I mentioned in my post a couple of weeks ago that our culture has lost a lot of the pragmatism that allowed for the incredible rise of the United States as a nation. My definition of pragmatism is basically the characteristic in a person that allows for navigating the chasm between the ideal and the real. The pioneers who expanded the American frontier addressed the reality of the great sacrifice necessary for a better future, rather than the ideal of an easier now (do note that I am not implying that I agree with all of the actions taken by these pioneers). Because of their willingness to face non ideal circumstances in a real way, future generations have enjoyed more comfort and ease. Basically the old athletic principle of no pain, no gain is at play.

Pragmatism is inherently courageous because it stares down the powerful tug of the emotions and desires of the now ideal and makes necessary choices for a better later. It is not a trait for the faint of heart and it does not come particularly naturally to most of us. It takes practice and exercise to become a better master of the strong sensations that we are subject to as people. The first step is accepting the empowering realization that it can be done. We can and should manage our impulses with a long term perspective.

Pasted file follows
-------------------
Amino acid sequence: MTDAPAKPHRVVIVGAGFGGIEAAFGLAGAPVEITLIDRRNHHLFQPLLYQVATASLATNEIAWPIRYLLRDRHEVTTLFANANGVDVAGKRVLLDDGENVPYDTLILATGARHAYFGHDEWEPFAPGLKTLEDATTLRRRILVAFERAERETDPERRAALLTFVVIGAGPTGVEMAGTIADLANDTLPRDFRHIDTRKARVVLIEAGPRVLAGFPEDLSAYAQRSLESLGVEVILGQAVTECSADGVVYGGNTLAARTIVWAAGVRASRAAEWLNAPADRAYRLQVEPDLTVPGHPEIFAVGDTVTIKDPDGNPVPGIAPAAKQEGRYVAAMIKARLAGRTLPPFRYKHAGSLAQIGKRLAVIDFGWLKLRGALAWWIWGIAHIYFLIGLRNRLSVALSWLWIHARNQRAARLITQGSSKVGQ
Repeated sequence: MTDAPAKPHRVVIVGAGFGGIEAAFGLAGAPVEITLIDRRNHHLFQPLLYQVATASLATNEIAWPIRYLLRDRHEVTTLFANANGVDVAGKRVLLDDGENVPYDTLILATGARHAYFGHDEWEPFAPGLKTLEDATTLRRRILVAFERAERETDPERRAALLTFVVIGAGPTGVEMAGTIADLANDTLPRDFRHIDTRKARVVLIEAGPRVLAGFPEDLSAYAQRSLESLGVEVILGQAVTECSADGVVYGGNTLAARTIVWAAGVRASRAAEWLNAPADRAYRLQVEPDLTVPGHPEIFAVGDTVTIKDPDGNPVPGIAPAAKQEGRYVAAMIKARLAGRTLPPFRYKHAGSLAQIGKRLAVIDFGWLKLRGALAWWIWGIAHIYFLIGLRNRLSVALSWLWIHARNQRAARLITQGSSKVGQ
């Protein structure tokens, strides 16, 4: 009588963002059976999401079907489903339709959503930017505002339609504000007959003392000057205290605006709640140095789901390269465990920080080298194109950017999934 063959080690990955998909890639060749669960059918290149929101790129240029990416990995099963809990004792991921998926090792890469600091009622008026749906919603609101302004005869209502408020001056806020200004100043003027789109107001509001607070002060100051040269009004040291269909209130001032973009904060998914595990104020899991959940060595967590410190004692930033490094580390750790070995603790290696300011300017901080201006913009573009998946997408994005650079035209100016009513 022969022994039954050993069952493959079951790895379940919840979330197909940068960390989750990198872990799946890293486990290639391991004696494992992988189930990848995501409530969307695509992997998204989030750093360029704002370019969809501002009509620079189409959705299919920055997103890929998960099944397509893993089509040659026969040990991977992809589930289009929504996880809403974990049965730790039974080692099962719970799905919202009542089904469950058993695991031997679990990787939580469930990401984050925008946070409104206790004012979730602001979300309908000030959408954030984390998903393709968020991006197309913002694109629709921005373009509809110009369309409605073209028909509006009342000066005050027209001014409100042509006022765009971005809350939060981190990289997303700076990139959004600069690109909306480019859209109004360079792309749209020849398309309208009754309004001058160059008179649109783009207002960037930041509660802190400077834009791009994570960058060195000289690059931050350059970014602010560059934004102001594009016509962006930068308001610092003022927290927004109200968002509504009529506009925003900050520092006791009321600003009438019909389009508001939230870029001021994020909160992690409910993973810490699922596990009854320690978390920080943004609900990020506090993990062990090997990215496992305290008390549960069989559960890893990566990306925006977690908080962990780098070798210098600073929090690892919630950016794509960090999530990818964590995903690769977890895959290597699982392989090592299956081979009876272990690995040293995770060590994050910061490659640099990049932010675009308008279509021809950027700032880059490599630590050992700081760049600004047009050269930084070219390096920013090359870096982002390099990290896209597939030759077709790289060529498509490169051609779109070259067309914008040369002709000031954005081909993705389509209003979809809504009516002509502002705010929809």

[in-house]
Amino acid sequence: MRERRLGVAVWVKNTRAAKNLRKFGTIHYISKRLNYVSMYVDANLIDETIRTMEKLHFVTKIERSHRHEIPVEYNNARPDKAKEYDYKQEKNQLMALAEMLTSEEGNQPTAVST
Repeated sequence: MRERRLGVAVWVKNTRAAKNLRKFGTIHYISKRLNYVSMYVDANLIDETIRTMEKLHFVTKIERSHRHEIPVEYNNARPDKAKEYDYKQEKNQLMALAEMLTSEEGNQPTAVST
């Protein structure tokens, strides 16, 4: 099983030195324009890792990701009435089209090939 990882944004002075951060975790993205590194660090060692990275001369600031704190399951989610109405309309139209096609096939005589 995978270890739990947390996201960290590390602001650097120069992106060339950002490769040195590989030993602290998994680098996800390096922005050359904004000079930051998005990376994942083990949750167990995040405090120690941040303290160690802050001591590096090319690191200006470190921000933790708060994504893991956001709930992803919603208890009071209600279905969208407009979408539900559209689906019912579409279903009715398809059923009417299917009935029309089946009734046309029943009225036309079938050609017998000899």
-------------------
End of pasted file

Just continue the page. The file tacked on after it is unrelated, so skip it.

Let me try to make this more concrete by addressing some I wanna scenarios. First off, we should recognize that I wanna has a very strong voice, partly due to being listened to all too often. I wanna does not have a broad perspective at all…here and now is his only reality (he’ll have plenty of time to complain about ,). Because of this perspective deficiency, I wanna is NOT a good, trusted source for wise counsel (much to the surprise of so many who live almost solely by his counsel). Plus, I wanna only cares about I wanna and no one else. Once in a blue moon he accidentally has a decent idea, but this is not the norm.

  • I wanna replace my 3-year-old furniture with nice, brand new furniture. After all, I deserve it. Actually, the right to new furniture is not one of those self-evident truths mentioned in the constitution (it’s a common misconception, really). Secondly, even if you do deserve it, do you deserve to have no cash when an emergency arises? Beyond that, the real pragmatic question is realistically, from a long-term perspective, can I afford this? The key to this question is the long-term perspective. This is where we recognize that the consequences to this decision may not be truly manifest in their full glory for a long time. This becomes an income class question. I have mentioned before that Gretchen and I are a lower middle class household. It’s not ideal, but it is reality. This means that the vast majority of my spending must be on things that correspond with a lower middle class income. Brand new furniture is not lower middle class. We can live for a while at a middle class level (because of delayed consequences), but it will be unsustainable for the long-term. Now, if we are upper middle class, we may recognize new furniture as within our income class and posing no great long-term threat to our financial stability. However, even given this, we may decide to get nice, used furniture and save more for later. After all, there’s no guarantee that our current income class will be our future income class.